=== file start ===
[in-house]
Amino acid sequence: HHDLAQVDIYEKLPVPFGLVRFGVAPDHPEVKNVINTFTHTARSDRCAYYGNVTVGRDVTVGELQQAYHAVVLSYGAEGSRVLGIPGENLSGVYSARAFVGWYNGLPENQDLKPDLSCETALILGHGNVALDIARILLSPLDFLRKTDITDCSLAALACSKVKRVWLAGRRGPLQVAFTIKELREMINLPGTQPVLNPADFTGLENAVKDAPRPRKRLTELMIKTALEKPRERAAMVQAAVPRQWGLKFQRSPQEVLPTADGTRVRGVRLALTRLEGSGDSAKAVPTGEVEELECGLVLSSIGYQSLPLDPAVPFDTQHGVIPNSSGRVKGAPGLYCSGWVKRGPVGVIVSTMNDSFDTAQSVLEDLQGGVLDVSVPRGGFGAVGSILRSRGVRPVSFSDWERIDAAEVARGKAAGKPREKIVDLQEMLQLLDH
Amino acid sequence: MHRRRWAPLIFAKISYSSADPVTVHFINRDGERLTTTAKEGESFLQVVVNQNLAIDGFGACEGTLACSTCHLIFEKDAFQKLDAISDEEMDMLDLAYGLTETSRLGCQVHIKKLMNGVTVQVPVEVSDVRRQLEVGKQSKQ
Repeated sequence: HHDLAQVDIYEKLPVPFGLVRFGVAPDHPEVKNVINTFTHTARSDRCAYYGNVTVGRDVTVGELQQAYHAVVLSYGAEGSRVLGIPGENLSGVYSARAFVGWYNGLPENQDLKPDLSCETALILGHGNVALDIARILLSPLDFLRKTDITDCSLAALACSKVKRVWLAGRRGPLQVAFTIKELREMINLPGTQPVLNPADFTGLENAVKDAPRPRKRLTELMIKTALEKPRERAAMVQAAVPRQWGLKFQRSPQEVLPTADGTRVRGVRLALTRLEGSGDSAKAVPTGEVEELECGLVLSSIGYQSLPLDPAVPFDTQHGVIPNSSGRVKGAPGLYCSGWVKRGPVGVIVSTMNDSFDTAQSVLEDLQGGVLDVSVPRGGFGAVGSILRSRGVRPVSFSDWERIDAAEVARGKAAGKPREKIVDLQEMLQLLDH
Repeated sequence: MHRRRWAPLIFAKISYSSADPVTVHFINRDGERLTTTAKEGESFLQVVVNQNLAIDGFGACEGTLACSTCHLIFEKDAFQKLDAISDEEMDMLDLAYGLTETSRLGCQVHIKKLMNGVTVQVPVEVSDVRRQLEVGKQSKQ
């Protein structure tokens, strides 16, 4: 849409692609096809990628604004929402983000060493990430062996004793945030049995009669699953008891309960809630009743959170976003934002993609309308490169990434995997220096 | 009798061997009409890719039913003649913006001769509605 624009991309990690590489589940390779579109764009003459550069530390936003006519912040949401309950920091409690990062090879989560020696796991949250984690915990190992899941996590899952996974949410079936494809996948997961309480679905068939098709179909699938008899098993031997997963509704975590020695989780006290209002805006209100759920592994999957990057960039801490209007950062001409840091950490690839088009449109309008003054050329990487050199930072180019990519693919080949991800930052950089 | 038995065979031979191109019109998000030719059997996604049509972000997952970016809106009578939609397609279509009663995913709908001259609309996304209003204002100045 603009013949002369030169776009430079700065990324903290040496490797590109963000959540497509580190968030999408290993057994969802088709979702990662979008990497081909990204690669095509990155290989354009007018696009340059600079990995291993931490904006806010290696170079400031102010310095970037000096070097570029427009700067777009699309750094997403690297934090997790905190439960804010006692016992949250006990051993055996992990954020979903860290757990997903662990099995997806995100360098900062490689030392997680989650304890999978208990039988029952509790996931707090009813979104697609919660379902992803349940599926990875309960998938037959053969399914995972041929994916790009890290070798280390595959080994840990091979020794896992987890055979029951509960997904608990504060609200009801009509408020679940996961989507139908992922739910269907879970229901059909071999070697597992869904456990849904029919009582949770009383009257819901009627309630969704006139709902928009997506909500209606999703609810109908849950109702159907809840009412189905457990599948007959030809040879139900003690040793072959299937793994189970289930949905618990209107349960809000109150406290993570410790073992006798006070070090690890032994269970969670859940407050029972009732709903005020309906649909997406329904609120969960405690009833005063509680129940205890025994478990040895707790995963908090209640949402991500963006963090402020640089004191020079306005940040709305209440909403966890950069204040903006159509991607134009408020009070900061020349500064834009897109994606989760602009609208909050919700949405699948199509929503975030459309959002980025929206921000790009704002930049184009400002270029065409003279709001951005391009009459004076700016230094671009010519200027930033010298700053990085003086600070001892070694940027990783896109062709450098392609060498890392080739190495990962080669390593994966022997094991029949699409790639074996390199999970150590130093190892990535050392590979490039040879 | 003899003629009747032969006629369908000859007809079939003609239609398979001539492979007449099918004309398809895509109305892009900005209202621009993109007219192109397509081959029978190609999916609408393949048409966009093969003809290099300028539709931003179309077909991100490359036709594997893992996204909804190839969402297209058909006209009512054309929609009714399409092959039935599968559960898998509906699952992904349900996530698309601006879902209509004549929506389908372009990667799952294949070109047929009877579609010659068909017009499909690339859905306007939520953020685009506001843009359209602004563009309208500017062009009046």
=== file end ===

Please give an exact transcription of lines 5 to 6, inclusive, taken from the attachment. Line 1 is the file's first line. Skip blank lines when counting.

Repeated sequence: MHRRRWAPLIFAKISYSSADPVTVHFINRDGERLTTTAKEGESFLQVVVNQNLAIDGFGACEGTLACSTCHLIFEKDAFQKLDAISDEEMDMLDLAYGLTETSRLGCQVHIKKLMNGVTVQVPVEVSDVRRQLEVGKQSKQ
């Protein structure tokens, strides 16, 4: 849409692609096809990628604004929402983000060493990430062996004793945030049995009669699953008891309960809630009743959170976003934002993609309308490169990434995997220096 | 009798061997009409890719039913003649913006001769509605 624009991309990690590489589940390779579109764009003459550069530390936003006519912040949401309950920091409690990062090879989560020696796991949250984690915990190992899941996590899952996974949410079936494809996948997961309480679905068939098709179909699938008899098993031997997963509704975590020695989780006290209002805006209100759920592994999957990057960039801490209007950062001409840091950490690839088009449109309008003054050329990487050199930072180019990519693919080949991800930052950089 | 038995065979031979191109019109998000030719059997996604049509972000997952970016809106009578939609397609279509009663995913709908001259609309996304209003204002100045 603009013949002369030169776009430079700065990324903290040496490797590109963000959540497509580190968030999408290993057994969802088709979702990662979008990497081909990204690669095509990155290989354009007018696009340059600079990995291993931490904006806010290696170079400031102010310095970037000096070097570029427009700067777009699309750094997403690297934090997790905190439960804010006692016992949250006990051993055996992990954020979903860290757990997903662990099995997806995100360098900062490689030392997680989650304890999978208990039988029952509790996931707090009813979104697609919660379902992803349940599926990875309960998938037959053969399914995972041929994916790009890290070798280390595959080994840990091979020794896992987890055979029951509960997904608990504060609200009801009509408020679940996961989507139908992922739910269907879970229901059909071999070697597992869904456990849904029919009582949770009383009257819901009627309630969704006139709902928009997506909500209606999703609810109908849950109702159907809840009412189905457990599948007959030809040879139900003690040793072959299937793994189970289930949905618990209107349960809000109150406290993570410790073992006798006070070090690890032994269970969670859940407050029972009732709903005020309906649909997406329904609120969960405690009833005063509680129940205890025994478990040895707790995963908090209640949402991500963006963090402020640089004191020079306005940040709305209440909403966890950069204040903006159509991607134009408020009070900061020349500064834009897109994606989760602009609208909050919700949405699948199509929503975030459309959002980025929206921000790009704002930049184009400002270029065409003279709001951005391009009459004076700016230094671009010519200027930033010298700053990085003086600070001892070694940027990783896109062709450098392609060498890392080739190495990962080669390593994966022997094991029949699409790639074996390199999970150590130093190892990535050392590979490039040879 | 003899003629009747032969006629369908000859007809079939003609239609398979001539492979007449099918004309398809895509109305892009900005209202621009993109007219192109397509081959029978190609999916609408393949048409966009093969003809290099300028539709931003179309077909991100490359036709594997893992996204909804190839969402297209058909006209009512054309929609009714399409092959039935599968559960898998509906699952992904349900996530698309601006879902209509004549929506389908372009990667799952294949070109047929009877579609010659068909017009499909690339859905306007939520953020685009506001843009359209602004563009309208500017062009009046």